Below are some poetry book reviews I've written in the last several months. Some are bigger than others, but I kept each one to a paragraph. Maybe one of the books will resonate with you. Enjoy!
Larry Levis’ ingenious 1985 poetry book Winter Stars dazzles with strong images, compelling music, and developed motifs such as pastoral settings, familial woe, and existential dread. Levis develops his ideas in long sentences, using enjambment and appositives to add nuance and pathos to his dark meditative and narrative themes—most interestingly, Levis’ conflicted relationship with his deceased father and his melancholic reflections of past sexual relationships. Each poem in Winter Stars showcases tension at its finest, proving that trauma, no matter how toxic, can be conveyed brilliantly in accessible verse. Poems in the book I especially admire are “Winter Stars,” “South,” “Family Romance,” “Childhood Ideogram,” and “A Letter.” I strongly recommend Winter Stars.
(Note: this review is about a poem, not a book.)
T.S. Eliot’s beloved poem “The Love Song of J. Alfred Prufrock” has inspired generations of writers with its sonorous rhythms, dramatic refrains, colorful images, and shocking enjambments. The first three lines encapsulates irony and nihilistic tension, two key motifs in Eliot’s poem: “Let us go then, you and I, / When the evening is spread out against the sky / Like a patient etherized upon a table.” Eliot uses music and imagination to extend his acerbic feelings of modern life past the domineering images of civilization’s “yellow fog” and “narrow streets” to disquieting seas: “I should have been a pair of ragged claws / Scuttling across the floors of the silent seas.” The alliteration here and elsewhere intensifies the tension, showcasing an adroit unity of sound and sense. One of the best poems I have ever read, “The Love Song of J. Alfred Prufrock” impresses me beyond words. I strongly recommend this poem.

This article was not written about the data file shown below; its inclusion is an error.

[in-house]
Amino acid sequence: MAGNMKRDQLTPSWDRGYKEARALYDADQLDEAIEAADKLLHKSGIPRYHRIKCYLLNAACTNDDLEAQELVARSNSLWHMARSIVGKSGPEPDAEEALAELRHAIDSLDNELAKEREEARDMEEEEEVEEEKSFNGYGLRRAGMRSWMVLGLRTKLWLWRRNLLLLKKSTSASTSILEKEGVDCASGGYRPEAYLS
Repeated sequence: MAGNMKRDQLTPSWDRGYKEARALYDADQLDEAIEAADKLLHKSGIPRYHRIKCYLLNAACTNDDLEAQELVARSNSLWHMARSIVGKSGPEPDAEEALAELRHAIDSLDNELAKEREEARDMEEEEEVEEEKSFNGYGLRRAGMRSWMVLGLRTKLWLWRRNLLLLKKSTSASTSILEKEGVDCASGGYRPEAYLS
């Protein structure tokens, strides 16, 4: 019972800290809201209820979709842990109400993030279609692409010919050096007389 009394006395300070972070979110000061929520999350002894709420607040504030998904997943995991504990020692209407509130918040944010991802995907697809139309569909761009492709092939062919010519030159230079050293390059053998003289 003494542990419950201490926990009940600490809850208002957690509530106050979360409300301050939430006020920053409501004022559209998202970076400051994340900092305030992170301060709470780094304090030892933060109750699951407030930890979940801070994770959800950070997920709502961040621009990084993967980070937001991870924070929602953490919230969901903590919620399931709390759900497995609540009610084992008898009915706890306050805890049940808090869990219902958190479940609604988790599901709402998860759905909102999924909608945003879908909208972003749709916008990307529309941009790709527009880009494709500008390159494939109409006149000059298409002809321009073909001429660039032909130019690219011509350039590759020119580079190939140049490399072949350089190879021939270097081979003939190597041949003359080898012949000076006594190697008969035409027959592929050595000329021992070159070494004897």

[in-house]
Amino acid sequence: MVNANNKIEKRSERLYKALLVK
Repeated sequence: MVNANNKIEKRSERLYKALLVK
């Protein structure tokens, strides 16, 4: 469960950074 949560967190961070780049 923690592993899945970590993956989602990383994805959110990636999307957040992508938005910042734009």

Larry Levis’ 1991 book The Widening Spell of the Leaves engrosses me with its complicated imagistic and thematic associations and surprising uses of enjambment. Unlike his brilliant 1985 book Winter Stars—which I still highly recommend--The Widening Spell can be hard to read since Levis occasionally withholds or slowly develops key plot points or character depth in sprawling, chaotic sentences. The book’s style, therefore, is reminiscent of other poets such as Walt Whitman and Charles Wright, the latter whose work I will explore deeper this semester. To get the most out of The Widening Spell, I may reread it later this semester. In addition, even though I had a stronger personal connection with Winter Stars, The Widening Spell still exemplifies magnificent craft. Poems in the book I love include “Nature,” “Slow Child with a Book of Birds,” and “Oaxaca, 1983.” I recommend The Widening Spell of the Leaves.
Larry Levis’ enchanting 1981 book The Dollmaker’s Ghost haunts me with its brilliant images, themes of death, and reoccurring images, especially wasps, ice, and ghosts (or the presumption of ghosts). Unlike The Dollmaker’s Ghost, Levis’ later work explores the interiority of the poet’s psyche in greater depth—namely, his wonder with the world and his reoccurring nihilism. Still, The Dollmaker’s Ghost demonstrates vibrant craft choices to further enrich his fun, accessible verse. For example, Levis writes, “A sound inside her throat like cranes in a wet, / Black field!” This simile adds more mystery and tension to a description that could’ve turned out underwhelming or easily expected. Poems I love in the book include the following: “To a Wall of Flame in a Steel Mill, Syracuse, New York, 1969,” “Ice,” “A Pool of Light,” “The Wish to Be Picked Clean,” “Magnolia,” and “Overhearing the Dollmaker’s Ghost on the Riverbank.” I recommend The Dollmaker’s Ghost.